Dominic was born of a poor family on 2nd April 1842, at Riva di Chieri, near Turin, Italy – one of ten children of a blacksmith and a seamstress. His birthplace is now a retreat house for teenagers and the home where he grew up in Morialdo is now a retreat house for children. The final house in which he lived is the home in Mondonio where the Savio family moved when he was 10 and where he eventually died at age 15. He had been a pupil of John Bosco and grew up in his Home for Boys.
Dominic had been a homeless child and John Bosco loved him as if he were his own son. He grew up a child among children – an adolescent among adolescents. An altar boy at age 5, he entered the Oratory School preparatory to becoming a priest at the age of 12. Dominic organized a group of people called the Company of the Immaculate Conception to help John Bosco.
Dominic’s group was very poor, but they struggled together joyfully and worked hard to make the homes of John Bosco succeed. When he entered the Oratory of Don Bosco, he was already docile to grace. His heart was pure and he was already disposed to die rather than offend God by sin. Such was his youthful piety, that he was granted the exceptional privilege of making his First Holy Communion when he was only seven. The normal age at that period was twelve.
He was still a child, but when one reads the resolutions put down in his own handwriting to mark the occasion, it is easy to see how adult in will he already was. Outstanding among the resolutions is that which he took for the motto of his life: ”Death but not sin!” All who had any dealings with him in his early years – his parents, his parish priest, his teachers and his companions – all testified to his extraordinary candor and sincerity.
To this, they tell us, was allied an amazing capacity for rendering good for evil, even in the smallest things. Dominic wrote many letters to his friends about his joy in helping poor and homeless children. Dominic is a model for young people who want to do important things for God. When the blame was put upon him by another lad for something which he had not done, he made no effort to defend or excuse himself. Afterwards, when asked by his teacher why he had not declared his innocence, the answer was worthy of one already so immersed in the ways of God.
“That boy had already been found guilty of other faults, so, for this one he would very likely have been expelled from school. As for myself, since it was the first offence of which I had been accused, I hoped I might be forgiven”. And he added the telling remark: “Besides, I thought of Our Divine Savior who was unjustly accused”. When Don Bosco welcomed Dominic to the Oratory, he was quick to admit that his new pupil was ‘good stuff’. With that simple, uninhibited trust that was so characteristic of him, Dominic asked the Saint: “What can you do with this ‘stuff’?” Don Bosco told him that, with it, could be made a lovely garment for Our Lord.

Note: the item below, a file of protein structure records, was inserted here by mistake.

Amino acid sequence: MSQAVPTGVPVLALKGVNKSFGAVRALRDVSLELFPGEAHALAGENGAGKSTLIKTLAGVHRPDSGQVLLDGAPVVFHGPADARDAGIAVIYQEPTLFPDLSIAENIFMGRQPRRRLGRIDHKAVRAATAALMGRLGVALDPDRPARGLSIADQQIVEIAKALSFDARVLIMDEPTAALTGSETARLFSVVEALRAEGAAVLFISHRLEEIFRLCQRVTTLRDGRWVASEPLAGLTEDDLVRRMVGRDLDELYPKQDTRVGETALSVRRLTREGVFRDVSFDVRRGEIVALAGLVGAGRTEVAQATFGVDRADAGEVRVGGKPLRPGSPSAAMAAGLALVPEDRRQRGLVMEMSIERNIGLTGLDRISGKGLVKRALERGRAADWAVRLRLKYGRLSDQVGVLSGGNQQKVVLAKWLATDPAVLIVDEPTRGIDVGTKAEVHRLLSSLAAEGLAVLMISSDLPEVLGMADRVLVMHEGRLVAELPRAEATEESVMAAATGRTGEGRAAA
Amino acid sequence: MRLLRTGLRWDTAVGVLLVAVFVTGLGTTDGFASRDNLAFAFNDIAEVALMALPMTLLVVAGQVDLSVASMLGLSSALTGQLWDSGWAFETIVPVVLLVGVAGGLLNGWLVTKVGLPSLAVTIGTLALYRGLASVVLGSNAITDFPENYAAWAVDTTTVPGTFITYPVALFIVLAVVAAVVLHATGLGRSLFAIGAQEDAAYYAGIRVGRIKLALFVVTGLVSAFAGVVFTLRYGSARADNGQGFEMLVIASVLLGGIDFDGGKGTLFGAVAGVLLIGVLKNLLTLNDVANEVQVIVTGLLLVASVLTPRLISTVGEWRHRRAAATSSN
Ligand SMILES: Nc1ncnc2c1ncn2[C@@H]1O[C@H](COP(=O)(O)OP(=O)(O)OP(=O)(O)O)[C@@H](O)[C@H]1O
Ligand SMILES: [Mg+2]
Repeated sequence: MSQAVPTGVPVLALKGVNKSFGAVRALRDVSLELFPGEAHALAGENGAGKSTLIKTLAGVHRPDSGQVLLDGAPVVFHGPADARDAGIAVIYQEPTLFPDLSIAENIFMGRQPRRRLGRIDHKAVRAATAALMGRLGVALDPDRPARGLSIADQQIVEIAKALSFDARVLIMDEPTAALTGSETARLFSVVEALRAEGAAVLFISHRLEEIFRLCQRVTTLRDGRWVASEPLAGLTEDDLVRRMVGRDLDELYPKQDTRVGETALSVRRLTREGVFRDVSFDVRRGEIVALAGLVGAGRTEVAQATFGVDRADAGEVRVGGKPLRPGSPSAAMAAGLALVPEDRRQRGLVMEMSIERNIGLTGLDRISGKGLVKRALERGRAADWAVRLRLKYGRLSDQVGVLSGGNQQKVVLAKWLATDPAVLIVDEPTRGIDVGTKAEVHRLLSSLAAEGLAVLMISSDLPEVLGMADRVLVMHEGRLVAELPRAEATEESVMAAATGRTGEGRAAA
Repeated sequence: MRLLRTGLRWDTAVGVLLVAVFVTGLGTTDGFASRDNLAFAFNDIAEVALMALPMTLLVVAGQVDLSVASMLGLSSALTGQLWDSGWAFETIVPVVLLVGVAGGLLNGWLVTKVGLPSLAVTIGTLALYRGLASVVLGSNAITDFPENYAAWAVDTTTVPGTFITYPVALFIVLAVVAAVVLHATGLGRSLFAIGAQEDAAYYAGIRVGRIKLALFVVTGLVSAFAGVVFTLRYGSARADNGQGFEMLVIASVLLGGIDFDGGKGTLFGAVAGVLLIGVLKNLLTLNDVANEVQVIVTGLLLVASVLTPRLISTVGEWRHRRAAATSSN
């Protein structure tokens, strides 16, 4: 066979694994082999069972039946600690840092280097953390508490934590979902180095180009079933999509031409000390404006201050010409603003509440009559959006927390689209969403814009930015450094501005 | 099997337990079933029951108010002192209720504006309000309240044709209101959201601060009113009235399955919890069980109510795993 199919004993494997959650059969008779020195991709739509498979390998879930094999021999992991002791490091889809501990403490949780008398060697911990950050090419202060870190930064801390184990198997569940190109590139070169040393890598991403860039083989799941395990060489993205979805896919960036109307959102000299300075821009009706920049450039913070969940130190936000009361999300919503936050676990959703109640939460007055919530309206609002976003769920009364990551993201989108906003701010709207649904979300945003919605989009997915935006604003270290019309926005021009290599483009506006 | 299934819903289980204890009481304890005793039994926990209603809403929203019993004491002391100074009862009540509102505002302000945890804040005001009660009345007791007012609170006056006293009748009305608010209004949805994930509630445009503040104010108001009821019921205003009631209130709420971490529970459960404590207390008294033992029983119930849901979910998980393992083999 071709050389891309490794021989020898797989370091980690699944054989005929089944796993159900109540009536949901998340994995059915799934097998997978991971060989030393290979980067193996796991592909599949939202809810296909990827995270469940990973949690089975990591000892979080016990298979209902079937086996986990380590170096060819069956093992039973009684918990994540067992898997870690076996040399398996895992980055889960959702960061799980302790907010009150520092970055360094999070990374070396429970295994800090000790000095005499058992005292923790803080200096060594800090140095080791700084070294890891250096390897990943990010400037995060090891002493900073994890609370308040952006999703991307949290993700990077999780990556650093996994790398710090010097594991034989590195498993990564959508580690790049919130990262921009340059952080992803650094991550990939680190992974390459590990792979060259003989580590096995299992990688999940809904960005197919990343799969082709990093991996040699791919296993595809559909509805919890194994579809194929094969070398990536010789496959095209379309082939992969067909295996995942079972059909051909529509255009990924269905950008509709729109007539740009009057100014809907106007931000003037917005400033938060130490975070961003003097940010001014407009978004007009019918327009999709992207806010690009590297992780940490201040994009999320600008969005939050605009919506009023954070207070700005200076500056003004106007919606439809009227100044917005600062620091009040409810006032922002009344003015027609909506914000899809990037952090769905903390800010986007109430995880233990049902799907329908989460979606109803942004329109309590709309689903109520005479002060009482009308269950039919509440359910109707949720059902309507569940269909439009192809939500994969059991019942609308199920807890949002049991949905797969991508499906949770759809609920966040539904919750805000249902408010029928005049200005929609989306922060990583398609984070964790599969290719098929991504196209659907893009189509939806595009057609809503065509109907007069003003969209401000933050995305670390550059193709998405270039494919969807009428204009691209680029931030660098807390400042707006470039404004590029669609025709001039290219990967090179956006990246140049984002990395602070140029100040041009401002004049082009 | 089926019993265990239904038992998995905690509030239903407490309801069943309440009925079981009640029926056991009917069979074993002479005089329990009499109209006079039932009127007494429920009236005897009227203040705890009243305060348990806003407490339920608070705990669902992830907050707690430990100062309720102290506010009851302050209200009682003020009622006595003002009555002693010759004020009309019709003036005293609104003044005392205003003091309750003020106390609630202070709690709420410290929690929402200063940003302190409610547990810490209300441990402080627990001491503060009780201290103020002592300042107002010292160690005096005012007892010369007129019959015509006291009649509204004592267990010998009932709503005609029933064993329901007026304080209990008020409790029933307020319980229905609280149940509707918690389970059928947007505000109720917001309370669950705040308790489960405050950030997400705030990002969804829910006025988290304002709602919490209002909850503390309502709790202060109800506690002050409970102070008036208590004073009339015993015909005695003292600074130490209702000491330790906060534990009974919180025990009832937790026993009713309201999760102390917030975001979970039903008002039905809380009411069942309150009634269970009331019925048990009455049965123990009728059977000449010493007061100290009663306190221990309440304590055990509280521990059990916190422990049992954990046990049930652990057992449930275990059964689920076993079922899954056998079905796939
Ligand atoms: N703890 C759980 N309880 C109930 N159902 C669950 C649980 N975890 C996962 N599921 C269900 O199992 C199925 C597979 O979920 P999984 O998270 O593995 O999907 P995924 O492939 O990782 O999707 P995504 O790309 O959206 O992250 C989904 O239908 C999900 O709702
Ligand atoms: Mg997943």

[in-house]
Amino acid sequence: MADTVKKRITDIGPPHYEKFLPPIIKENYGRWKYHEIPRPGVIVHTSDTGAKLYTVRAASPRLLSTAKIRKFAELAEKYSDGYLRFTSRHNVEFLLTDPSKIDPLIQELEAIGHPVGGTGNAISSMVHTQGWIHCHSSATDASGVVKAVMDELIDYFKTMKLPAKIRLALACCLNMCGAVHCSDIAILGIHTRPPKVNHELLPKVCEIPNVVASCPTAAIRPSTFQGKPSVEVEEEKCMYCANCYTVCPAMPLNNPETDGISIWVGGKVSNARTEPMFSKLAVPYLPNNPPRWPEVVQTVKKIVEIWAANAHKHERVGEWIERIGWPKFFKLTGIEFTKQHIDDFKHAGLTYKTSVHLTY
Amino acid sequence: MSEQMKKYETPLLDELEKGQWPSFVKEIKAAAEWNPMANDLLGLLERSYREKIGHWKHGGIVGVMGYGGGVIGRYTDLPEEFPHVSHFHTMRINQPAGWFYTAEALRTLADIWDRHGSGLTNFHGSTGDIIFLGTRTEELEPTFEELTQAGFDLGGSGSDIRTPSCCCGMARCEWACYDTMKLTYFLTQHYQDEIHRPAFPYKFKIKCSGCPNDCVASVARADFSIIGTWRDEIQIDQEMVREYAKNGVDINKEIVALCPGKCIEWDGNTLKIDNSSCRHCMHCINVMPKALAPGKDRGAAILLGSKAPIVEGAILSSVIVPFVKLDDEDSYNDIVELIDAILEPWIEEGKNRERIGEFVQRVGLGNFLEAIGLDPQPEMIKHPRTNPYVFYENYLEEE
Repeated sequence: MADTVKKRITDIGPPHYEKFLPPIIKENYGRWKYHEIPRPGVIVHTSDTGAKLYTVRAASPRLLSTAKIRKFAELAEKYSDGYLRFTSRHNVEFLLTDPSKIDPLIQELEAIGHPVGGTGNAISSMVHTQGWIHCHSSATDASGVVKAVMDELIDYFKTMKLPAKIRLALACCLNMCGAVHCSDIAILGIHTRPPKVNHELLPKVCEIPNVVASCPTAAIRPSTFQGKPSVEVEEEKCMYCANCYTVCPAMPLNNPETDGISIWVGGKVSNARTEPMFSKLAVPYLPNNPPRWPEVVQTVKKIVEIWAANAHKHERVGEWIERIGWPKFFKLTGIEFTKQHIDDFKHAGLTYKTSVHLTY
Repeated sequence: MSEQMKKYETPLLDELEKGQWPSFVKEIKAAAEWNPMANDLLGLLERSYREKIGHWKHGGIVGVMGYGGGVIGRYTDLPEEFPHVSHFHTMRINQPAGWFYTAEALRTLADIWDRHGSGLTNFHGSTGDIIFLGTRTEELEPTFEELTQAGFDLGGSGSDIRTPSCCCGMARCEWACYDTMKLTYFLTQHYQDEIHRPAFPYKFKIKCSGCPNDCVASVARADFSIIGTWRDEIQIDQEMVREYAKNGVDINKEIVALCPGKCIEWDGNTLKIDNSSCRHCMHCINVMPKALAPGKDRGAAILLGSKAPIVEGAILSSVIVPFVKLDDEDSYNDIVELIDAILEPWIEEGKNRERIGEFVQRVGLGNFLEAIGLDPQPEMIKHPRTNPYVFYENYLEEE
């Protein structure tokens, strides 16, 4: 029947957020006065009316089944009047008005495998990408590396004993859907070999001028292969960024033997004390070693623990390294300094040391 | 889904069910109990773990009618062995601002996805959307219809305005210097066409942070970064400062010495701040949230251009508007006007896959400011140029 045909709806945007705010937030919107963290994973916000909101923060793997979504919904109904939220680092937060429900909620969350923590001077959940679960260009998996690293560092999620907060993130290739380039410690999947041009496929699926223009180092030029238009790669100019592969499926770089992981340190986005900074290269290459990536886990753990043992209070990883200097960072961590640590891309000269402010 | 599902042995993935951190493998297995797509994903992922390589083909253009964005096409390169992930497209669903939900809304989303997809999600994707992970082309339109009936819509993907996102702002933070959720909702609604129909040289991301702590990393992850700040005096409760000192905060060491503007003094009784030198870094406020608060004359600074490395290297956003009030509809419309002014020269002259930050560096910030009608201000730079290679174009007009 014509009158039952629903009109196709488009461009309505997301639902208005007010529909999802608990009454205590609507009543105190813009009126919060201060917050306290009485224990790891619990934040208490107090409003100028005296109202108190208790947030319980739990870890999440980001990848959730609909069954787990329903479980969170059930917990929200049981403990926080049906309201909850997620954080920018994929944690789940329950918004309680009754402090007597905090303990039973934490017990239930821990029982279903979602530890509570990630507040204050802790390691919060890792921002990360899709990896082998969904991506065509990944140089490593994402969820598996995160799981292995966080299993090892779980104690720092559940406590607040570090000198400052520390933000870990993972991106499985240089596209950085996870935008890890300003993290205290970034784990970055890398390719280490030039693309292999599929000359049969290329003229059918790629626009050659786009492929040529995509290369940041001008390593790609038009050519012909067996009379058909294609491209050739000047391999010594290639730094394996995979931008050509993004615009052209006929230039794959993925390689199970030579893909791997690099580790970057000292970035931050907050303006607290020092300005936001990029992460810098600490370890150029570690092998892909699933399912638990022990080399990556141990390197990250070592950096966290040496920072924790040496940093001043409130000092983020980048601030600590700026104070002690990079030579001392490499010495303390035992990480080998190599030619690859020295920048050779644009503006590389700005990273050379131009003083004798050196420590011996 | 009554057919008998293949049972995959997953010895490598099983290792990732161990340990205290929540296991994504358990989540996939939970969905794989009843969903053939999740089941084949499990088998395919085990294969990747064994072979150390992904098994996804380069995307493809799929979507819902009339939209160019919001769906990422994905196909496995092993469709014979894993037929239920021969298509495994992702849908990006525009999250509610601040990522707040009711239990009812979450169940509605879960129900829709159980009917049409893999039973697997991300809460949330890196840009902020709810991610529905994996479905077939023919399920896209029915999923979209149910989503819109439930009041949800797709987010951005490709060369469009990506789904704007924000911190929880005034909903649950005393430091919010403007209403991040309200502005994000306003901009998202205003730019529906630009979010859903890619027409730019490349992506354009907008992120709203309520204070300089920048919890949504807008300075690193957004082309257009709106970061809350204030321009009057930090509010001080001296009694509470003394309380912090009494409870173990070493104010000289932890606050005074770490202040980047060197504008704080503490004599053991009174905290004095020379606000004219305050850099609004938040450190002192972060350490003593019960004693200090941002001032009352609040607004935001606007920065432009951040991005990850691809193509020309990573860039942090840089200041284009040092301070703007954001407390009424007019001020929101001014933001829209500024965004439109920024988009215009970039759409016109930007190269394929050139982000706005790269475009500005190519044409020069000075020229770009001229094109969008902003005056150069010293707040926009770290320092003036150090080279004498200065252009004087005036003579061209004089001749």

There was no hesitation. Dominic’s reaction was instant: “Very well, then. I’ll be the cloth, you be the tailor!” Don Bosco was among the first educators to recognize the importance of work. Daily work, regularly and conscientiously performed was a sure stepping-stone to sanctity. The schools which he opened for the teaching of arts and trades to poor boys had a two-fold aim. They were certainly to help boys to equip themselves to take employment and to earn a living. But that was not all. The boys were taught to see how God could be served and their own lives sanctified.
Generations of lads in the Salesian schools of arts and trades and in other types as well, have learned, thanks to Don Bosco and his sons, the love of work conscientiously done and its value for heaven. Young Dominic Savio has been acclaimed by the Church as the perfect model and fruit of Salesian education. Calm, cheerful, cordial, lovable and always affable, even in the midst of suffering and mortification, he was a model for his companions.
They idolized him and he exercised his influence with them to keep them from evil and to draw them towards all that was beautiful, upright and good. His gentleness won them.
With the grace that was in him he conquered them. His had the knack of being able to reprove without giving offence, and to admonish without humiliating. When he was still only twelve, he knew well that he had not long to live. He remained at the Oratory only three years. His health was so frail that he could no longer keep up with the daily round of study and work. And so, with real regret, it was decided to send him home to be cared for by his family.
Though he was aware that the news was really a sentence of death, he took it with his usual calm. “Au revoir”, he called to his friends, “until we all meet again in God’s company”.
Dominic Savio was Don Bosco’s masterpiece and would not be lost. It was March 9, 1857 at Mondonio, Italy, when the first flower of the Salesian Oratory unfolded it’s blossom in heaven in the glory of the Saints.
Dominic died in the fame of sanctity when he was hardly fifteen years of age. His dying words: “What beautiful things I see!” His tomb is in the basilica of Mary in Turin, not far from the tomb of his mentor, teacher and biographer, Saint John Bosco”.
Dominic was Beatified in 1950 and Canonized a Saint on June 12, 1954 by Venerable Pope Pius XII.
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|6th May (formerly 10th March)